John Muir was one of the first modern conservationists and has also been called the founder of America's National Parks.
Muir was born in Dunbar, Scotland, on 21 April, 1838. During his childhood he developed a great love and appreciation for the natural world, spending much of his free time wandering the countryside and coastline.
When I was a boy in Scotland I was fond of everything that was wild ... I loved to wander in the fields to hear the birds sing, and along the shore to gaze and wonder at the shells and the seaweeds, eels and crabs in the pools when the tide was low; and best of all to watch the waves in awful storms thundering on the black headlands and craggy ruins of old Dunbar Castle.
His father, Daniel Muir, was a deeply religious man. He decided to move his family to the New World so he could follow the beliefs of a particular sect of Christianity, called the Disciples of Christ, based in America. In 1849 the family arrived and settled in Wisconsin in an area with other followers of this church. Daniel Muir spent a lot of time preaching and this eventually caused a degree of estrangement from his family, who hardly ever saw him.
The family had a farm, where John worked until he was 21. In his mid-to-late teens, John had developed a skill for inventions and started to build mechanical items such as clocks. At the age of 22 he left the farm to exhibit his inventions at the Wisconsin State Fair.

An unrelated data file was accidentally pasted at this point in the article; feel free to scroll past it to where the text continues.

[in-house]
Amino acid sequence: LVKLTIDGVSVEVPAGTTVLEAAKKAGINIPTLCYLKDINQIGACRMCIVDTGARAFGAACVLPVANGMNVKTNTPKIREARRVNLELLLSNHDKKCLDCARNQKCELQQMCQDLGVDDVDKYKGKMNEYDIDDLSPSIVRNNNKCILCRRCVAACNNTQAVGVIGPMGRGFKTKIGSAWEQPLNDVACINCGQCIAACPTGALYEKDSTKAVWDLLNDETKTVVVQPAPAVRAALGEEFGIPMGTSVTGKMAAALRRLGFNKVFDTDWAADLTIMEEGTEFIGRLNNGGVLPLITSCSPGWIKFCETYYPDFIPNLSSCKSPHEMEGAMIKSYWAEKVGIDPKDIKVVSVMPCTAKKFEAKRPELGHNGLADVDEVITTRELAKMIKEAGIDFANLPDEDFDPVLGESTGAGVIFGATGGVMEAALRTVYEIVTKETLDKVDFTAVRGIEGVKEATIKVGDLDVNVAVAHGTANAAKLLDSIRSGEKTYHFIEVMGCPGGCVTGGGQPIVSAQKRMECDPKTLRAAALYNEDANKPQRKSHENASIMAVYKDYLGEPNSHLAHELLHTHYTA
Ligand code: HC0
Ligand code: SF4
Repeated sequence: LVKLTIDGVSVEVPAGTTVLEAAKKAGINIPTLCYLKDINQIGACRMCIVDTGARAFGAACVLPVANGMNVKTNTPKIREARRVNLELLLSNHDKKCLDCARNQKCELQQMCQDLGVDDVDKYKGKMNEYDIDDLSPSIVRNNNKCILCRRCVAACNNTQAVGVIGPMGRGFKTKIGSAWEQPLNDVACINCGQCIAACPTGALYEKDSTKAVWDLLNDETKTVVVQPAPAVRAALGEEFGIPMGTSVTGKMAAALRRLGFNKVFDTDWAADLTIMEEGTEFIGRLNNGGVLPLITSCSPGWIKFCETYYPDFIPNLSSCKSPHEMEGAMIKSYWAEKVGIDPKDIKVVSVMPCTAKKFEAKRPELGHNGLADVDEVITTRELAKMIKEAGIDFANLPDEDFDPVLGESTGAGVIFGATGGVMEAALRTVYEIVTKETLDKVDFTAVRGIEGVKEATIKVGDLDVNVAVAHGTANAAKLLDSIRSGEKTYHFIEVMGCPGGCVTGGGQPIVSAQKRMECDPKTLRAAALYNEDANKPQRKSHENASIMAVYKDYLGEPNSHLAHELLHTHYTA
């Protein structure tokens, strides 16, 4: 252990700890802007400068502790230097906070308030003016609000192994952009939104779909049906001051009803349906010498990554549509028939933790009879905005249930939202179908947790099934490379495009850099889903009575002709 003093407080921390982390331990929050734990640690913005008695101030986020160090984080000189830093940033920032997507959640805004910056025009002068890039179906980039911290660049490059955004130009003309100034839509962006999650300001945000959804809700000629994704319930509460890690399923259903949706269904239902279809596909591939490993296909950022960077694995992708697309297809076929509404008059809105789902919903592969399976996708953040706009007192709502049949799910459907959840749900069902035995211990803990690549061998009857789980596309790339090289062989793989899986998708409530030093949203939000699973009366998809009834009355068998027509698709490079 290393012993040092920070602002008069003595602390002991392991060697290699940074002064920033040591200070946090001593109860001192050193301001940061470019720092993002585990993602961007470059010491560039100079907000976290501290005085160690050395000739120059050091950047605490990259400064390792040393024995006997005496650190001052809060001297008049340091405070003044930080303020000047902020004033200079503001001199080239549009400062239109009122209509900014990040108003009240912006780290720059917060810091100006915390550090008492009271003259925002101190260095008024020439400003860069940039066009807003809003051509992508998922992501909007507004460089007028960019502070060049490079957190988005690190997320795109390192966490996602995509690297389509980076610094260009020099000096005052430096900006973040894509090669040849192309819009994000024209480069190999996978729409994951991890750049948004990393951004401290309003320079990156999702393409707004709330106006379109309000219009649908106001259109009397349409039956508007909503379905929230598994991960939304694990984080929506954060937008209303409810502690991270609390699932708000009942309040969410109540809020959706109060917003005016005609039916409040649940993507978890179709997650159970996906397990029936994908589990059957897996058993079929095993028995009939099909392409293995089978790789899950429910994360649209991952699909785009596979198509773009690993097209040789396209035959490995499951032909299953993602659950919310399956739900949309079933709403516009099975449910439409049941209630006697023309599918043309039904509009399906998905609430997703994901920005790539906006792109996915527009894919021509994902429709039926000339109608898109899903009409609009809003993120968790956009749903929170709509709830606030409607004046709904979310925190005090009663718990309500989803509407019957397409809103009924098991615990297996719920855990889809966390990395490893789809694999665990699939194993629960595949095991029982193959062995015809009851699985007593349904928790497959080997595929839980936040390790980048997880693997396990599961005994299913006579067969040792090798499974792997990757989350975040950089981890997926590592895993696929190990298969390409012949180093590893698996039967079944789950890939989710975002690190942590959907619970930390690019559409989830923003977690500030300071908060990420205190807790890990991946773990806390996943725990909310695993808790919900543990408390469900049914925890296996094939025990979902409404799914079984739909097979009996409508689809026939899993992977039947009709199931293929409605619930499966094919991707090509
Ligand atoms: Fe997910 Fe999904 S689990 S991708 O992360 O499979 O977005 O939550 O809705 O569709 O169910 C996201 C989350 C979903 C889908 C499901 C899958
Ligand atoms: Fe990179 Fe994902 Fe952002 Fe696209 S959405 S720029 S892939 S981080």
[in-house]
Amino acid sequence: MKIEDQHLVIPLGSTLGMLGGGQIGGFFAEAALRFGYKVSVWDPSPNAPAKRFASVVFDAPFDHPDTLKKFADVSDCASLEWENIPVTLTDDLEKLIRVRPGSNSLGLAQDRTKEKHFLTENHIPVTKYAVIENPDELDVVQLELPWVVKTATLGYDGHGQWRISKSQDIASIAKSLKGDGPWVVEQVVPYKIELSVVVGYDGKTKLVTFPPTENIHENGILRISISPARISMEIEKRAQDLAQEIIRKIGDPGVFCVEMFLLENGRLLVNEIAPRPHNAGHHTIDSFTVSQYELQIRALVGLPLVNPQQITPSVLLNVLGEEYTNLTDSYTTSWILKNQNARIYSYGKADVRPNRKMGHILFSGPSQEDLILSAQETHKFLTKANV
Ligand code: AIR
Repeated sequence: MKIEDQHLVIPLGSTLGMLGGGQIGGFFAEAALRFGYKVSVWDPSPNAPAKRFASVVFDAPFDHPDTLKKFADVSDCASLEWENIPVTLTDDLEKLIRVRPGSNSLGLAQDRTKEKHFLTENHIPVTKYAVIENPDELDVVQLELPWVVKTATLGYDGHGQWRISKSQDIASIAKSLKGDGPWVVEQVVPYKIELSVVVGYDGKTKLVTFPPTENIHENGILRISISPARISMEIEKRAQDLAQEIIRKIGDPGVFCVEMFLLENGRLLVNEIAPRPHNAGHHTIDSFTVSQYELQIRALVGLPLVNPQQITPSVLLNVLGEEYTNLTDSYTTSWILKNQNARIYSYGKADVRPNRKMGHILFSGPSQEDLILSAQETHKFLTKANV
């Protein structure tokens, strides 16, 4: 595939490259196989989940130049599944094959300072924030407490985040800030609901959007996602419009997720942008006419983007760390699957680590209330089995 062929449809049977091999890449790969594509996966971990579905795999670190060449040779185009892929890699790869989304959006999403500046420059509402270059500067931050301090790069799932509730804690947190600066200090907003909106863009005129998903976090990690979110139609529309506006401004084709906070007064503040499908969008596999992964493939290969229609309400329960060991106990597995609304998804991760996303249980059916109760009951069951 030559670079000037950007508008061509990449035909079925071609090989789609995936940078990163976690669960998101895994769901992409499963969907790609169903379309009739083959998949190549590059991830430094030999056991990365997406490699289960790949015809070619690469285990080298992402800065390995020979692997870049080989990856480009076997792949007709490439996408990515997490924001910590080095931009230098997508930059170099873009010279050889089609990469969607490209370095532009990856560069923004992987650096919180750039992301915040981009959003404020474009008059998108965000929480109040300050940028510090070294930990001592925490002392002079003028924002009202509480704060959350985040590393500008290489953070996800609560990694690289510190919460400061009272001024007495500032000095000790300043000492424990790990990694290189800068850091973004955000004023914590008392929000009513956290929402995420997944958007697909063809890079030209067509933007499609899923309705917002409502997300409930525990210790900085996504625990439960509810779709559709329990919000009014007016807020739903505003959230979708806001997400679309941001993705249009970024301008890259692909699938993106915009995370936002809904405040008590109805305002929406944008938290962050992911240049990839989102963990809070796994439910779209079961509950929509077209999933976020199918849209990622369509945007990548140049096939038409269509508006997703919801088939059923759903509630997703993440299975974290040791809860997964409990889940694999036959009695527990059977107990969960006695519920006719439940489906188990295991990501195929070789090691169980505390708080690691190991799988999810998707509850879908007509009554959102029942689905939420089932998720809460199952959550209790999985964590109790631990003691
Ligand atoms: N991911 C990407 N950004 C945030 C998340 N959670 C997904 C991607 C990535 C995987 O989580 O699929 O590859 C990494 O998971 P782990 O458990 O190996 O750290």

The following year, 1861, he went to the University of Wisconsin, where he studied for about two and a half years. He then returned home, awaiting a possible draft to fight in the US Civil War. When this wasn't forthcoming, he headed north and worked for two years at a factory in Ontario, Canada. When the factory burned down in 1866, Muir got a job as an engineer and foreman in a carriage factory in Illinois, where he automated the machinery. Unfortunately, he was involved in a terrible accident the following year which temporarily blinded him.
When he recovered, Muir set off on a 1,000 mile walk to Florida, before sailing to California the following year.